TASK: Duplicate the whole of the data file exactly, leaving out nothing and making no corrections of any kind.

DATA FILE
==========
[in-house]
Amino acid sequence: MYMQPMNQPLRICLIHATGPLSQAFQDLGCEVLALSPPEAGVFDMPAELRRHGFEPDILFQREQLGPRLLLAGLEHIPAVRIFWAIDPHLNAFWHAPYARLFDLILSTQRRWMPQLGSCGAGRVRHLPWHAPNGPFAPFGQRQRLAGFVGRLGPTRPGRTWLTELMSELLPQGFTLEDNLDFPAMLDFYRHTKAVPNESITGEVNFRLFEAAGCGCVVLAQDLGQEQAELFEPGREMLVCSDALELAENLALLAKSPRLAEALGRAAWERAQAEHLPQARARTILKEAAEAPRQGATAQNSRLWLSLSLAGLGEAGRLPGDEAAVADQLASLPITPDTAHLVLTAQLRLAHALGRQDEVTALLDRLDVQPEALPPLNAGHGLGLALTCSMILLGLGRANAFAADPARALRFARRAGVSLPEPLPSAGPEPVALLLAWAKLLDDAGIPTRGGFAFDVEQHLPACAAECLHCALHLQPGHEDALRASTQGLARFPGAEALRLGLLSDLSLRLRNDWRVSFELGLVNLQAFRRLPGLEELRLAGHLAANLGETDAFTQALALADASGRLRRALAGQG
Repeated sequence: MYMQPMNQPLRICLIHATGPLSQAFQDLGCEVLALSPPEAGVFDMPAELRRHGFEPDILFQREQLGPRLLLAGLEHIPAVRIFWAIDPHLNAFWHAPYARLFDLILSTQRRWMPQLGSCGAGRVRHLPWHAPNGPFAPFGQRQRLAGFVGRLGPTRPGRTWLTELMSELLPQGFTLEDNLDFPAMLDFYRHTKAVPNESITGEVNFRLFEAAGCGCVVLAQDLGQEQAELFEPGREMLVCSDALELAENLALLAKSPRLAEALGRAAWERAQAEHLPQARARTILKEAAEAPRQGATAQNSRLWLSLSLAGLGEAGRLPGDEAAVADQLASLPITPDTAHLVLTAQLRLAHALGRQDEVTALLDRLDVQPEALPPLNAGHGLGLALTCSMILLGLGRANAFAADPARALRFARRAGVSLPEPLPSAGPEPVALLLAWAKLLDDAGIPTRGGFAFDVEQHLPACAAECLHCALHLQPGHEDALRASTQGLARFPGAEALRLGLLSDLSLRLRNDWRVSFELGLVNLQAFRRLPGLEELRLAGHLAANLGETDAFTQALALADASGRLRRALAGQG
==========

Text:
[in-house]
Amino acid sequence: MYMQPMNQPLRICLIHATGPLSQAFQDLGCEVLALSPPEAGVFDMPAELRRHGFEPDILFQREQLGPRLLLAGLEHIPAVRIFWAIDPHLNAFWHAPYARLFDLILSTQRRWMPQLGSCGAGRVRHLPWHAPNGPFAPFGQRQRLAGFVGRLGPTRPGRTWLTELMSELLPQGFTLEDNLDFPAMLDFYRHTKAVPNESITGEVNFRLFEAAGCGCVVLAQDLGQEQAELFEPGREMLVCSDALELAENLALLAKSPRLAEALGRAAWERAQAEHLPQARARTILKEAAEAPRQGATAQNSRLWLSLSLAGLGEAGRLPGDEAAVADQLASLPITPDTAHLVLTAQLRLAHALGRQDEVTALLDRLDVQPEALPPLNAGHGLGLALTCSMILLGLGRANAFAADPARALRFARRAGVSLPEPLPSAGPEPVALLLAWAKLLDDAGIPTRGGFAFDVEQHLPACAAECLHCALHLQPGHEDALRASTQGLARFPGAEALRLGLLSDLSLRLRNDWRVSFELGLVNLQAFRRLPGLEELRLAGHLAANLGETDAFTQALALADASGRLRRALAGQG
Repeated sequence: MYMQPMNQPLRICLIHATGPLSQAFQDLGCEVLALSPPEAGVFDMPAELRRHGFEPDILFQREQLGPRLLLAGLEHIPAVRIFWAIDPHLNAFWHAPYARLFDLILSTQRRWMPQLGSCGAGRVRHLPWHAPNGPFAPFGQRQRLAGFVGRLGPTRPGRTWLTELMSELLPQGFTLEDNLDFPAMLDFYRHTKAVPNESITGEVNFRLFEAAGCGCVVLAQDLGQEQAELFEPGREMLVCSDALELAENLALLAKSPRLAEALGRAAWERAQAEHLPQARARTILKEAAEAPRQGATAQNSRLWLSLSLAGLGEAGRLPGDEAAVADQLASLPITPDTAHLVLTAQLRLAHALGRQDEVTALLDRLDVQPEALPPLNAGHGLGLALTCSMILLGLGRANAFAADPARALRFARRAGVSLPEPLPSAGPEPVALLLAWAKLLDDAGIPTRGGFAFDVEQHLPACAAECLHCALHLQPGHEDALRASTQGLARFPGAEALRLGLLSDLSLRLRNDWRVSFELGLVNLQAFRRLPGLEELRLAGHLAANLGETDAFTQALALADASGRLRRALAGQG